Next up, Brandy luxuriated in some Truffle Mushroom Fontina Scrambled Eggs, with came served with a few more pieces of toast.  Seeing that, her British instincts kicked in and she quickly scooped some of the eggs and mushrooms onto the bread.  The perfume of the truffle oil kicked in as she brought the toast near to her face, and she was pleasantly surprised that the eggs actually tasted of truffle as well.  The mushrooms were a nice touch and added to the earthiness of the eggs, but Brandy's eternal lust for dairy products left her desiring a little more cheese.

On the more lunch side of the menu, Brandy decided to give the Salmon Burger a try.  The substantial burger came dressed with tomato, arugula, shallots, and a caper and dill mayonnaise and came with a side of skinny fries with even more truffle olive oil on them.  Though not the biggest fan of salmon, Brandy really enjoyed the burger, which was rather fresh tasting, meaning it went down lighter than one might expect.  The sauce didn't over power with the dill, letting the tender fish be the true star.  "It's a little unexpected to have a chilled burger," Brandy commented, turning the brioche bun over in her hands, "But I have to say I rather enjoy it!"  The fries too were a pleasant surprise, as their size made them uniquely crispy.  Again, the truffle oil tasted authentic, and the addition of lots of Parmesan cheese only added to the richness.

Lastly, Brandy had just enough room for a little something sweet.  She ordered up a Waffle, which came served with pearl sugar and some fresh berries.  The simplicity of the toppings and presentation delighted Brandy, but she was even more thrilled when she realized that this waffle was not the typical Belgian style, but a less common Liege waffle.  This meant that the texture of the waffle was more chewy and dense, rather than fluffy and crispy, or in other words, more like a cookie or a pastry than a pancake, and the flavor was very much caramel and vanilla.  The little bits of pearl sugar provided a lovely little crunch, and because fresh berries had been served, they helped to add some tartness to the whole plate.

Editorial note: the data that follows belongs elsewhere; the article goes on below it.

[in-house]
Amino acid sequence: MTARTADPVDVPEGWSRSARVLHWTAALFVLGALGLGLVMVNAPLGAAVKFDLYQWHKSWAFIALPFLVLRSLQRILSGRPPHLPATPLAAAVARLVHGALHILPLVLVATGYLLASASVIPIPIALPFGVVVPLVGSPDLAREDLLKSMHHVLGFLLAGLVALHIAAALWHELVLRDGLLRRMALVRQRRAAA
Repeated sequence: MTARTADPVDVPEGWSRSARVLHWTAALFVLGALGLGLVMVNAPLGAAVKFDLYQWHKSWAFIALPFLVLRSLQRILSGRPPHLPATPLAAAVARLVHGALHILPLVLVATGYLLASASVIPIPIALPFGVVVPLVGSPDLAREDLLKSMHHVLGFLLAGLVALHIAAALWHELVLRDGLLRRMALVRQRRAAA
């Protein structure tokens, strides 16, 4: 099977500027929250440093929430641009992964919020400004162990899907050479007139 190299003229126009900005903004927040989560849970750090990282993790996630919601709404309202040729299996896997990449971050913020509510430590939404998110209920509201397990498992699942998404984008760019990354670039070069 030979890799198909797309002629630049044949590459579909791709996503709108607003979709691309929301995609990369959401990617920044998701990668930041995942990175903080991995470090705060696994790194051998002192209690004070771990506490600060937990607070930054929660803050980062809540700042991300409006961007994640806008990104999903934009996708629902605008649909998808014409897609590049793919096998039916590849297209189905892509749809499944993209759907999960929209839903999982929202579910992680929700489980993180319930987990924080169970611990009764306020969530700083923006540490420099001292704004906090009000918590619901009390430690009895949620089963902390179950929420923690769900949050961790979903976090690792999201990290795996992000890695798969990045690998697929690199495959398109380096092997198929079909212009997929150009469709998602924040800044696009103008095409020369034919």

"I don't think I've felt this pleasantly full in a very long time," Brandy sighed as she patted her belly, "Everything was just so fresh and light that, while I feel satisfied, I don't feel weighed down.  This is just how I used to feel after spending all day sitting on a bistro patio, munching away on all those Mediterranean tidbits so long ago!"  Prices were a tad on the steep side (most everything was between $12 and $20 a plate), but were easily justifiable when one considered the quality of ingredients and the attention to detail in the food, and though the restaurant was buzzing, Brandy had rarely felt so relaxed by an atmosphere that didn't include an actual beach.  "Now that I've had some figs and plenty of olives, I think I'm due for a little relaxing walk down to the ocean...uh, I mean...the lake."  Unfortunately for Brandy, that happened to be the weekend of the Air and Water Show, and the Blue Angels made her stroll by the water a little less than calming.

The writers of this blog were invited by the restaurant to dine free of charge in exchange for an honest review.

The Short and Sweet Review